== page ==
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Voyager
Voyager
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Registered: ‎04-11-2016

Default Time scale in vivado simulator

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Hi,

I would like to know which time scale is in vivado simulator by default? ps or ns or us?

Does setting timescale in source code like `timescale 1ps/1ps have any impact on it?

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Guide
Guide
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Registered: ‎01-23-2009

The 'timescale specifies how time is managed in the Verilog simulator. It contains 2 numbers, the time unit and the precision; so 1ns/100ps means that the time unit for the Verilog code that follows has a time unit of 1ns with a resolution of 100ps. So this means that #1 means 1ns, #1.1 mean 1.1ns, but that #1.15 also means 1.1ns (since the resolution is only in increments of 100ps, or 0.1ns).

The resolution is a bit more complicated, because the resolution in a simulation is the value of the smallest resolution specified in any code. So if you have a 1ns/100ps in one part of the code and 1ns/1ps in another part of the code, the code is all effectively 1ns/1ps.

The 'timescale is a compiler directive, so it pertains to the code that is parsed after this code - it is not related to modules or even necessarily to files. It is therefore customary to either:

  • Put a 'timescale at the top of every file
  • Don't use it at all (in which case the simulator will use the default, which I think is 1ps/1ps
  • Put it only in the top of your testbench and ensure that it is the first file read

If you do not have a 'timescale in the first file/files read, but you do in a later file, you will get a warning message...

Avrum

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Teacher
Teacher
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Registered: ‎07-09-2009

Simulator is in ps,

in verilog, as far as I remember, the `timescale 1ps/1ps  only affects things like #10 assignment,

   where if you put `timescale 1ps/1ps  and have #10, thats 10 ps,

    where as if you put `timescale 100ps/100ps  and have #10, thats 1000 ps ( 1 ns )

 

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Highlighted
Guide
Guide
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Registered: ‎01-23-2009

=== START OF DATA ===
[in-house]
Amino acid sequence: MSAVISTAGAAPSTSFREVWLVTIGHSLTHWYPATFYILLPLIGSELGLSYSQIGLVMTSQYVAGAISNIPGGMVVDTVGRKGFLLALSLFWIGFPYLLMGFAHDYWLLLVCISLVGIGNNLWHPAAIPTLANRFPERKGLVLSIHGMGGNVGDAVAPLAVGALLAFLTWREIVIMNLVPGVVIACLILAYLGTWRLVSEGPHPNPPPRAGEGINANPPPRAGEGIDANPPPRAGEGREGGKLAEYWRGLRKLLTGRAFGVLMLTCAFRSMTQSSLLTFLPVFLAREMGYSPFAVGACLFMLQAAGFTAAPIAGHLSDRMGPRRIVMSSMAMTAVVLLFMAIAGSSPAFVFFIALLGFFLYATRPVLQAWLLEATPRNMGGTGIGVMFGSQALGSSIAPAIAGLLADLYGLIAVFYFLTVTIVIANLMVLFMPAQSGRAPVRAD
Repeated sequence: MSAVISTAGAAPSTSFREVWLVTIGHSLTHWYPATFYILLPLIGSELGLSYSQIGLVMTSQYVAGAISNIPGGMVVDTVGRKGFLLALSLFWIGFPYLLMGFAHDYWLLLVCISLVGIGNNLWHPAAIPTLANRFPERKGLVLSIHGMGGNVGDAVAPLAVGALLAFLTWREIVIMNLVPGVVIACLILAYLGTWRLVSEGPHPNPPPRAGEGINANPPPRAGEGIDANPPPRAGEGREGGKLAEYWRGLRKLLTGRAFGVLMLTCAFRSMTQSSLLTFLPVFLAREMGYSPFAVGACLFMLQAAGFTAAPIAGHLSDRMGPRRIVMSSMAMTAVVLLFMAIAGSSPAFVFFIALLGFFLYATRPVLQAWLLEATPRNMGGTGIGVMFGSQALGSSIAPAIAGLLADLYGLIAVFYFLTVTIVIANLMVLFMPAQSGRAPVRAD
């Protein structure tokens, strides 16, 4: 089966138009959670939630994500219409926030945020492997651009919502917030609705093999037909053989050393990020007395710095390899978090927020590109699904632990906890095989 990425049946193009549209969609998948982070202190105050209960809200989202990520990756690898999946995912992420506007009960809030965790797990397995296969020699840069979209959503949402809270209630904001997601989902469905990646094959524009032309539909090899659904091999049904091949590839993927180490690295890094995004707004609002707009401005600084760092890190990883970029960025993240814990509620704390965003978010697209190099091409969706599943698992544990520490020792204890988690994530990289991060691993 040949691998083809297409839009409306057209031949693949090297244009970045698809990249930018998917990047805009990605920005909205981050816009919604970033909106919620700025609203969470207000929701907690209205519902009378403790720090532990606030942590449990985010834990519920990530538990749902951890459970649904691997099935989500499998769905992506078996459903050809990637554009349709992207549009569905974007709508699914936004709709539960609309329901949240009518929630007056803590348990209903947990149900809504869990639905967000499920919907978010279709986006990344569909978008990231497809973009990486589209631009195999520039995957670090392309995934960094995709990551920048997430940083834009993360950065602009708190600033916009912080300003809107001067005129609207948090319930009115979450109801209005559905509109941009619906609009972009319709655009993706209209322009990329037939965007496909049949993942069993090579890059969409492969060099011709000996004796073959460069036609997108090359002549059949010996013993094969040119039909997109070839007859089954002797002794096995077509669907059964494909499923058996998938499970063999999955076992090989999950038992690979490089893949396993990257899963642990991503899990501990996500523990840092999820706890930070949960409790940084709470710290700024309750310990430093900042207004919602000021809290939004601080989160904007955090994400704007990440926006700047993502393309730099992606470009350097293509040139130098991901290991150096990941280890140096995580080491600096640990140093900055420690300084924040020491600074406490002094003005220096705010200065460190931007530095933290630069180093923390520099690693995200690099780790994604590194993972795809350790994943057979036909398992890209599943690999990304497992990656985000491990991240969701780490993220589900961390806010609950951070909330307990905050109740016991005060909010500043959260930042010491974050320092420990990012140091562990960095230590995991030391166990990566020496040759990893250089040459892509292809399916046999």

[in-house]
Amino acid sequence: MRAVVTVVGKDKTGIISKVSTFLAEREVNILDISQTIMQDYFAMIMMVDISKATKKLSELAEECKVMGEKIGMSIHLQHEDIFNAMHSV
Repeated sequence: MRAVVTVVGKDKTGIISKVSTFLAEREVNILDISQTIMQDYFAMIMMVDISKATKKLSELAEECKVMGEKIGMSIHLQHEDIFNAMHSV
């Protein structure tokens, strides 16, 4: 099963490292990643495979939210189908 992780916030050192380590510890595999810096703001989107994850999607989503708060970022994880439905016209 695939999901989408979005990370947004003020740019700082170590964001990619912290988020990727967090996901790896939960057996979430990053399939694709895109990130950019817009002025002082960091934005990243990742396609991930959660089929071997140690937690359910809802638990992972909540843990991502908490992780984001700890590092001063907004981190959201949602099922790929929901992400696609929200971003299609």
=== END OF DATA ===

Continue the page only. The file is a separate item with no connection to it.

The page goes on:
The 'timescale specifies how time is managed in the Verilog simulator. It contains 2 numbers, the time unit and the precision; so 1ns/100ps means that the time unit for the Verilog code that follows has a time unit of 1ns with a resolution of 100ps. So this means that #1 means 1ns, #1.1 mean 1.1ns, but that #1.15 also means 1.1ns (since the resolution is only in increments of 100ps, or 0.1ns).

The resolution is a bit more complicated, because the resolution in a simulation is the value of the smallest resolution specified in any code. So if you have a 1ns/100ps in one part of the code and 1ns/1ps in another part of the code, the code is all effectively 1ns/1ps.

The 'timescale is a compiler directive, so it pertains to the code that is parsed after this code - it is not related to modules or even necessarily to files. It is therefore customary to either:

  • Put a 'timescale at the top of every file
  • Don't use it at all (in which case the simulator will use the default, which I think is 1ps/1ps
  • Put it only in the top of your testbench and ensure that it is the first file read

If you do not have a 'timescale in the first file/files read, but you do in a later file, you will get a warning message...

Avrum

View solution in original post

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Voyager
Voyager
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Registered: ‎04-11-2016

@avrumw 

Don't use it at all (in which case the simulator will use the default, which I think is 1ps/1ps      :)

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